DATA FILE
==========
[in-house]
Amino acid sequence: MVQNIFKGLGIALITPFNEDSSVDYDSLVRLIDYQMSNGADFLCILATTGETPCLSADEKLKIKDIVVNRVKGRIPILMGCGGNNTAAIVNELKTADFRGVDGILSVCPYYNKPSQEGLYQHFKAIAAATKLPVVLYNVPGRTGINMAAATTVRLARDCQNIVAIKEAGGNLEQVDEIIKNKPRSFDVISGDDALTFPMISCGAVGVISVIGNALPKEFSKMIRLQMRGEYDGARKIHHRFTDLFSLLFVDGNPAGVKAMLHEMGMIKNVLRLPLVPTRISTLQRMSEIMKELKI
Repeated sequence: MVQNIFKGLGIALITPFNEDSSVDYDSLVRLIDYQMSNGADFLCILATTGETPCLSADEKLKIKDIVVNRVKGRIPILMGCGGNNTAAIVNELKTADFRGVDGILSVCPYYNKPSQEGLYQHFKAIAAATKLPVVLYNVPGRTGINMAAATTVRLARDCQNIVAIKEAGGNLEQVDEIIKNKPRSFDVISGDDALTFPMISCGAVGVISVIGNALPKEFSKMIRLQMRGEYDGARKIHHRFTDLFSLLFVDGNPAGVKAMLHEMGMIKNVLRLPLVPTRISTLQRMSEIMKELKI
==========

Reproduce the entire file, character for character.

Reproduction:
[in-house]
Amino acid sequence: MVQNIFKGLGIALITPFNEDSSVDYDSLVRLIDYQMSNGADFLCILATTGETPCLSADEKLKIKDIVVNRVKGRIPILMGCGGNNTAAIVNELKTADFRGVDGILSVCPYYNKPSQEGLYQHFKAIAAATKLPVVLYNVPGRTGINMAAATTVRLARDCQNIVAIKEAGGNLEQVDEIIKNKPRSFDVISGDDALTFPMISCGAVGVISVIGNALPKEFSKMIRLQMRGEYDGARKIHHRFTDLFSLLFVDGNPAGVKAMLHEMGMIKNVLRLPLVPTRISTLQRMSEIMKELKI
Repeated sequence: MVQNIFKGLGIALITPFNEDSSVDYDSLVRLIDYQMSNGADFLCILATTGETPCLSADEKLKIKDIVVNRVKGRIPILMGCGGNNTAAIVNELKTADFRGVDGILSVCPYYNKPSQEGLYQHFKAIAAATKLPVVLYNVPGRTGINMAAATTVRLARDCQNIVAIKEAGGNLEQVDEIIKNKPRSFDVISGDDALTFPMISCGAVGVISVIGNALPKEFSKMIRLQMRGEYDGARKIHHRFTDLFSLLFVDGNPAGVKAMLHEMGMIKNVLRLPLVPTRISTLQRMSEIMKELKI